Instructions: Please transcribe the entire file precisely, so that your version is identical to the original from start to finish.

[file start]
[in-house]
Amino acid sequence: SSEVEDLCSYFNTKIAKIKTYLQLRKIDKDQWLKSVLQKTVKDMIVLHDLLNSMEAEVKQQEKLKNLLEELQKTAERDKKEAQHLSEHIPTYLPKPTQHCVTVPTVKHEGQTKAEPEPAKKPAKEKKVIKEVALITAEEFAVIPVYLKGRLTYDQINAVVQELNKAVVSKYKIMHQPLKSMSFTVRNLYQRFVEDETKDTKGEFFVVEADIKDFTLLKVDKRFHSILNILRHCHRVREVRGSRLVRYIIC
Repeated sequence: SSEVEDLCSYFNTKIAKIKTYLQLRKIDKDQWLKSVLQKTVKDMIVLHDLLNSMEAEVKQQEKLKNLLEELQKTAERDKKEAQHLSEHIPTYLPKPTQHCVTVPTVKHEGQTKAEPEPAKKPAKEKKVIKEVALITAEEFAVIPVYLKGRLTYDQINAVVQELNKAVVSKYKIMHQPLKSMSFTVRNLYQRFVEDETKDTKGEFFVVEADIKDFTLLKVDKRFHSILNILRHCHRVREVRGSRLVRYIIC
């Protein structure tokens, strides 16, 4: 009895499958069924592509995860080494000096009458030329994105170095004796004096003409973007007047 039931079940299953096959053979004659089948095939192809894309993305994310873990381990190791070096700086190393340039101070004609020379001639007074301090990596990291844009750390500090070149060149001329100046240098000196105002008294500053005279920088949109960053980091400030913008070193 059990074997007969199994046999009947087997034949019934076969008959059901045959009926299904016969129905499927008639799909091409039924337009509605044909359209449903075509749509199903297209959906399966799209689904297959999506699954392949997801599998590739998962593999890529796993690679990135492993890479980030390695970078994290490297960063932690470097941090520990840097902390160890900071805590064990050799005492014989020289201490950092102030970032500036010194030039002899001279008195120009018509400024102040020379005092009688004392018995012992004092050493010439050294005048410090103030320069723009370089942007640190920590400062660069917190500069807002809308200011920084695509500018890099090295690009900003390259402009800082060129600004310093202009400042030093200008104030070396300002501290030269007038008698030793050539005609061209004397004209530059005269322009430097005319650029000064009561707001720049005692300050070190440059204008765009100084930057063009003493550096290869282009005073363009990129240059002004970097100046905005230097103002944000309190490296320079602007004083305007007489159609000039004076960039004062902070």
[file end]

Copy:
[in-house]
Amino acid sequence: SSEVEDLCSYFNTKIAKIKTYLQLRKIDKDQWLKSVLQKTVKDMIVLHDLLNSMEAEVKQQEKLKNLLEELQKTAERDKKEAQHLSEHIPTYLPKPTQHCVTVPTVKHEGQTKAEPEPAKKPAKEKKVIKEVALITAEEFAVIPVYLKGRLTYDQINAVVQELNKAVVSKYKIMHQPLKSMSFTVRNLYQRFVEDETKDTKGEFFVVEADIKDFTLLKVDKRFHSILNILRHCHRVREVRGSRLVRYIIC
Repeated sequence: SSEVEDLCSYFNTKIAKIKTYLQLRKIDKDQWLKSVLQKTVKDMIVLHDLLNSMEAEVKQQEKLKNLLEELQKTAERDKKEAQHLSEHIPTYLPKPTQHCVTVPTVKHEGQTKAEPEPAKKPAKEKKVIKEVALITAEEFAVIPVYLKGRLTYDQINAVVQELNKAVVSKYKIMHQPLKSMSFTVRNLYQRFVEDETKDTKGEFFVVEADIKDFTLLKVDKRFHSILNILRHCHRVREVRGSRLVRYIIC
């Protein structure tokens, strides 16, 4: 009895499958069924592509995860080494000096009458030329994105170095004796004096003409973007007047 039931079940299953096959053979004659089948095939192809894309993305994310873990381990190791070096700086190393340039101070004609020379001639007074301090990596990291844009750390500090070149060149001329100046240098000196105002008294500053005279920088949109960053980091400030913008070193 059990074997007969199994046999009947087997034949019934076969008959059901045959009926299904016969129905499927008639799909091409039924337009509605044909359209449903075509749509199903297209959906399966799209689904297959999506699954392949997801599998590739998962593999890529796993690679990135492993890479980030390695970078994290490297960063932690470097941090520990840097902390160890900071805590064990050799005492014989020289201490950092102030970032500036010194030039002899001279008195120009018509400024102040020379005092009688004392018995012992004092050493010439050294005048410090103030320069723009370089942007640190920590400062660069917190500069807002809308200011920084695509500018890099090295690009900003390259402009800082060129600004310093202009400042030093200008104030070396300002501290030269007038008698030793050539005609061209004397004209530059005269322009430097005319650029000064009561707001720049005692300050070190440059204008765009100084930057063009003493550096290869282009005073363009990129240059002004970097100046905005230097103002944000309190490296320079602007004083305007007489159609000039004076960039004062902070």